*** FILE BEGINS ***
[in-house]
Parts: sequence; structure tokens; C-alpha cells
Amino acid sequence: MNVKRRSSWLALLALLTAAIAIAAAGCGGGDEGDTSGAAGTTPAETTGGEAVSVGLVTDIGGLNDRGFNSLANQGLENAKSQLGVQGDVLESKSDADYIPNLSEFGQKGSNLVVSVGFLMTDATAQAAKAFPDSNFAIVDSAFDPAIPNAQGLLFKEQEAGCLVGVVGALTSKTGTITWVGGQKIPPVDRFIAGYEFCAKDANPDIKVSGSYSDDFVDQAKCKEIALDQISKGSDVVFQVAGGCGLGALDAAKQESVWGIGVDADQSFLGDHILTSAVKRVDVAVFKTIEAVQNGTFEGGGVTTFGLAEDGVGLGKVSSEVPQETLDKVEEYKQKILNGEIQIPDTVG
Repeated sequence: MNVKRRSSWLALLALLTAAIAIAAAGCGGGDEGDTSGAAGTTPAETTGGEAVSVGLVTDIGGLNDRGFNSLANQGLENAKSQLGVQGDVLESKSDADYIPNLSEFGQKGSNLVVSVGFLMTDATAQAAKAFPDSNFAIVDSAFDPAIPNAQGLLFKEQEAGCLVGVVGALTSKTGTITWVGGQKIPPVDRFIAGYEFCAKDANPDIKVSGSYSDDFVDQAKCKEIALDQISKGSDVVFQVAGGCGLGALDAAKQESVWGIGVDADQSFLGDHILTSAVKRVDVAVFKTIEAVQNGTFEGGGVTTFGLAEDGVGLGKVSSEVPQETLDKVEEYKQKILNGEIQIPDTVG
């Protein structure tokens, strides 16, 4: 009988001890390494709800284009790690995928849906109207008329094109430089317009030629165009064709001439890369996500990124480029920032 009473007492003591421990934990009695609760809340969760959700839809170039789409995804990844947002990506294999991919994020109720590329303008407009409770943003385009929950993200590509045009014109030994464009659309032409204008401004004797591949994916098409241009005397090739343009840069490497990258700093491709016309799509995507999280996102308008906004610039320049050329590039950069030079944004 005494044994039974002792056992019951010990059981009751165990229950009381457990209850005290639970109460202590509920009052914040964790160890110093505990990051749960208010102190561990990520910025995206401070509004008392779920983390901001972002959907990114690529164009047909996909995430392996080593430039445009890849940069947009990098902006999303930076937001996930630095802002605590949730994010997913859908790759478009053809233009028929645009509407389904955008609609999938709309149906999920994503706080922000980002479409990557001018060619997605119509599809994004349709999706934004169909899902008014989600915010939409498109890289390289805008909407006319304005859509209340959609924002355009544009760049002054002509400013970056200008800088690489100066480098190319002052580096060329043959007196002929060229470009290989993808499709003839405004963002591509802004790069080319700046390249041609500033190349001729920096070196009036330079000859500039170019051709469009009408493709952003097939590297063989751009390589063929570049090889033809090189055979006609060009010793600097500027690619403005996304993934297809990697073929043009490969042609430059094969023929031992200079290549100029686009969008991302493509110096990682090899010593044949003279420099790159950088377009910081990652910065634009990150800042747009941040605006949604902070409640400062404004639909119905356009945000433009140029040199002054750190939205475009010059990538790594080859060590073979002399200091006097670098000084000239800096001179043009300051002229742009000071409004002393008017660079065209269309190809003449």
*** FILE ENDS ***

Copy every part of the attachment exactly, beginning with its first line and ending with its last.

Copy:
[in-house]
Parts: sequence; structure tokens; C-alpha cells
Amino acid sequence: MNVKRRSSWLALLALLTAAIAIAAAGCGGGDEGDTSGAAGTTPAETTGGEAVSVGLVTDIGGLNDRGFNSLANQGLENAKSQLGVQGDVLESKSDADYIPNLSEFGQKGSNLVVSVGFLMTDATAQAAKAFPDSNFAIVDSAFDPAIPNAQGLLFKEQEAGCLVGVVGALTSKTGTITWVGGQKIPPVDRFIAGYEFCAKDANPDIKVSGSYSDDFVDQAKCKEIALDQISKGSDVVFQVAGGCGLGALDAAKQESVWGIGVDADQSFLGDHILTSAVKRVDVAVFKTIEAVQNGTFEGGGVTTFGLAEDGVGLGKVSSEVPQETLDKVEEYKQKILNGEIQIPDTVG
Repeated sequence: MNVKRRSSWLALLALLTAAIAIAAAGCGGGDEGDTSGAAGTTPAETTGGEAVSVGLVTDIGGLNDRGFNSLANQGLENAKSQLGVQGDVLESKSDADYIPNLSEFGQKGSNLVVSVGFLMTDATAQAAKAFPDSNFAIVDSAFDPAIPNAQGLLFKEQEAGCLVGVVGALTSKTGTITWVGGQKIPPVDRFIAGYEFCAKDANPDIKVSGSYSDDFVDQAKCKEIALDQISKGSDVVFQVAGGCGLGALDAAKQESVWGIGVDADQSFLGDHILTSAVKRVDVAVFKTIEAVQNGTFEGGGVTTFGLAEDGVGLGKVSSEVPQETLDKVEEYKQKILNGEIQIPDTVG
């Protein structure tokens, strides 16, 4: 009988001890390494709800284009790690995928849906109207008329094109430089317009030629165009064709001439890369996500990124480029920032 009473007492003591421990934990009695609760809340969760959700839809170039789409995804990844947002990506294999991919994020109720590329303008407009409770943003385009929950993200590509045009014109030994464009659309032409204008401004004797591949994916098409241009005397090739343009840069490497990258700093491709016309799509995507999280996102308008906004610039320049050329590039950069030079944004 005494044994039974002792056992019951010990059981009751165990229950009381457990209850005290639970109460202590509920009052914040964790160890110093505990990051749960208010102190561990990520910025995206401070509004008392779920983390901001972002959907990114690529164009047909996909995430392996080593430039445009890849940069947009990098902006999303930076937001996930630095802002605590949730994010997913859908790759478009053809233009028929645009509407389904955008609609999938709309149906999920994503706080922000980002479409990557001018060619997605119509599809994004349709999706934004169909899902008014989600915010939409498109890289390289805008909407006319304005859509209340959609924002355009544009760049002054002509400013970056200008800088690489100066480098190319002052580096060329043959007196002929060229470009290989993808499709003839405004963002591509802004790069080319700046390249041609500033190349001729920096070196009036330079000859500039170019051709469009009408493709952003097939590297063989751009390589063929570049090889033809090189055979006609060009010793600097500027690619403005996304993934297809990697073929043009490969042609430059094969023929031992200079290549100029686009969008991302493509110096990682090899010593044949003279420099790159950088377009910081990652910065634009990150800042747009941040605006949604902070409640400062404004639909119905356009945000433009140029040199002054750190939205475009010059990538790594080859060590073979002399200091006097670098000084000239800096001179043009300051002229742009000071409004002393008017660079065209269309190809003449």